|“Does this place have a cold season?” he
asked wiping his brow.
This is the cold season,” someone replied.
I don’t really like going to the beach,” Smith admitted. “I’m
the fat kid who wears the T-shirt in the pool.”
Smith is just as funny off camera as he is on, or in the director’s
chair. Half of his responses on Oct. 26 were too hysterically
vulgar to print in a wholesome school paper.
When asked if we would see the likes of his staple characters,
Jay and Silent Bob, again Smith replied, “In terms of an
action film, Clerks II is where we’ll leave them. The notion
of Silent Bob and Jay at 40 is more sad then whimsical. I would
have to have them move off the wall. I would like to check in
with Dante and Randle maybe in 10 years.”
Jay and Silent Bob, Generation X’s Laurel and Hardy, have
appeared in most of Smith’s films, providing the kind of
humor he has become famous for.
The Hawai‘i International Film Festival gave Smith the
Maverick Award this year for Excellence in Independent Films,
honoring a trend that began in 1994 with his break through indie
I think part of the charm [of Clerks] is that it looked so atrocious,
people felt sorry [for me] and watched it,” Smith said
of a film that many feel gave a voice to a generation as well
as put New Jersey on the map, since he uses it as a backdrop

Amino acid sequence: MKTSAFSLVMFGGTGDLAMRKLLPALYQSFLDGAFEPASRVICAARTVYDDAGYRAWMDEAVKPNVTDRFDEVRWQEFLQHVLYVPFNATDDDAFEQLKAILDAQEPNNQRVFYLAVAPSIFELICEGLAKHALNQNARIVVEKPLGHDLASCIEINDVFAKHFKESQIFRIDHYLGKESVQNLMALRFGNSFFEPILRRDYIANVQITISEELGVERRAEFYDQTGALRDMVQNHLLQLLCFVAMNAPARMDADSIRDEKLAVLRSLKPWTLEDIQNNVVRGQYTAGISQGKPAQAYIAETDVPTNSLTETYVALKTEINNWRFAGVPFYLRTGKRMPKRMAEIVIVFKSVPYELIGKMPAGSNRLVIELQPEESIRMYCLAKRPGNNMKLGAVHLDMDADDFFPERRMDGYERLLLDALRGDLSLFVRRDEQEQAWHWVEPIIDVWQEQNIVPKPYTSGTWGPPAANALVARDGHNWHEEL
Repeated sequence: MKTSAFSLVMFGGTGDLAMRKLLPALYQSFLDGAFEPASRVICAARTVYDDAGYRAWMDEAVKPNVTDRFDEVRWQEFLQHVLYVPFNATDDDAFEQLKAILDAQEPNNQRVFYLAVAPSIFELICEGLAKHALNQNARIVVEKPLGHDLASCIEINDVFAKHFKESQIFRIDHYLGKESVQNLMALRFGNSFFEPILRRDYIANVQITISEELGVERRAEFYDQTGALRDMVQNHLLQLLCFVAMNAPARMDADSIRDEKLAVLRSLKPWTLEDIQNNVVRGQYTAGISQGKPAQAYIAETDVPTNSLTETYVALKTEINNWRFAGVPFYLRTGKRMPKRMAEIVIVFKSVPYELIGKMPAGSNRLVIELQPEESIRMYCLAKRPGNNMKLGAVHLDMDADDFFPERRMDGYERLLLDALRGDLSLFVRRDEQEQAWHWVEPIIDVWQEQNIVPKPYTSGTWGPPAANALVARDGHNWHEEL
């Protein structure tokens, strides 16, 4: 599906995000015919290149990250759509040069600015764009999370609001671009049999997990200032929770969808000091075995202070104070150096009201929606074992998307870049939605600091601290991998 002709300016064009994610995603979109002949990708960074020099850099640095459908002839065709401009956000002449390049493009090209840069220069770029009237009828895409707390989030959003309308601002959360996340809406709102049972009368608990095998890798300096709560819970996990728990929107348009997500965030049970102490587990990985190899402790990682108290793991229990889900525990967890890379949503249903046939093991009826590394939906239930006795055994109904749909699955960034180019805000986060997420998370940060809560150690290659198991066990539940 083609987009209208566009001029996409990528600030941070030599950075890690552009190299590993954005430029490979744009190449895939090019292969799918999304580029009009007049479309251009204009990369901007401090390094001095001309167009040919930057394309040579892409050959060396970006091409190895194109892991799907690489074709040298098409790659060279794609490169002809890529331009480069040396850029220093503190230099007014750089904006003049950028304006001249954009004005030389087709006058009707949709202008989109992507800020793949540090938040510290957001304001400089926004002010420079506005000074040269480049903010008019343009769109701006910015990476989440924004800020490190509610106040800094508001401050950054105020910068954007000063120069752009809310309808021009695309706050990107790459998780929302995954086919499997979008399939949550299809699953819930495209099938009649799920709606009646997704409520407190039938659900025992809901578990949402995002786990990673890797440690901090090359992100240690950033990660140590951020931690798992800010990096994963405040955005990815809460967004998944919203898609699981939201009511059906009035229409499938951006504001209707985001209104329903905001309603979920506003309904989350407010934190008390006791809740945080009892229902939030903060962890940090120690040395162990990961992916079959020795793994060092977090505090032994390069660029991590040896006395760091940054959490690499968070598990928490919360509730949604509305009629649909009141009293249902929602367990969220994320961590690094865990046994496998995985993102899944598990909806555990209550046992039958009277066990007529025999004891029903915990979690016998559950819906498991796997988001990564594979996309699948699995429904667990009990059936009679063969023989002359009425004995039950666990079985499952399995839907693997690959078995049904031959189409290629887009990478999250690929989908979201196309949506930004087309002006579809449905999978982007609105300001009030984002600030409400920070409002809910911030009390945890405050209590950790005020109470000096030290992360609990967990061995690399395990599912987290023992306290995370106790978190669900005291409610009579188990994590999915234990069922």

for all of his films.
Smith owns two comic book shops, one in Los Angeles, where he
lives, and one in New Jersey. A comic book enthusiast at heart,
Smith parted with his whole collection back in ‘94 to raise
money to film Clerks, a movie that cost only $27,000 to make.
I was supposed to direct Green Hornet,” he said. “I’m
all for seeing any comic book movie, good or bad.
One of my good friends was in DareDevil and anytime he talks
smack I tell him, ‘well at least I wasn’t in DareDevil.’”
Smith added: “Sin City is an example of a (comic book)
movie that the creator was involved in, and it worked.”
When asked if he would direct a comic book action film, Smith
said: “I can’t write or direct like that.
do looks real simple and flat, like a chipmunk could direct.”
Smith seminar gained notoriety locally for its humorous Q&A
on the ins and outs of the movie industry and other fan-geared
trivia pertaining to his life. He had the audience at the Hawai‘i
Theatre, many of them college students, in hysterics for much
of the four-hour talk about everything and anything people wanted
to know about him, his work, and the film industry. Most of his
dialogue was foul in the same way his films are. The audience
loved it, though, as lines formed at each microphone for the
This is my fourth time in Hawai‘i,” Smith said at
one point. “The first time I was 12 and spent most of my
time in the gift shop of the hotel trying to look at Playboy.
Honestly though, this is paradise, and I really enjoy coming
here with my family,” he added.
From a clerk in a convenience store in New Jersey to a director
for Miramax Productions, Smith believes he has remained himself
through it all. “I was always the fat kid with bad self-esteem,
so when I became famous it was never my intent to do drugs, show
off, or get back at people who made fun of me.”
His family and friends have played a large roll in his rise to
fame, he said, adding that he is thankful for them. “There’s
that old saying, ‘how can you go back to the farm after
seeing Paris?’ Well I have seen Paris, and I like the farm
Kevin Smith brings humor to his life experiences during “An
Evening with Kevin Smith.”
Photo by Christina Failma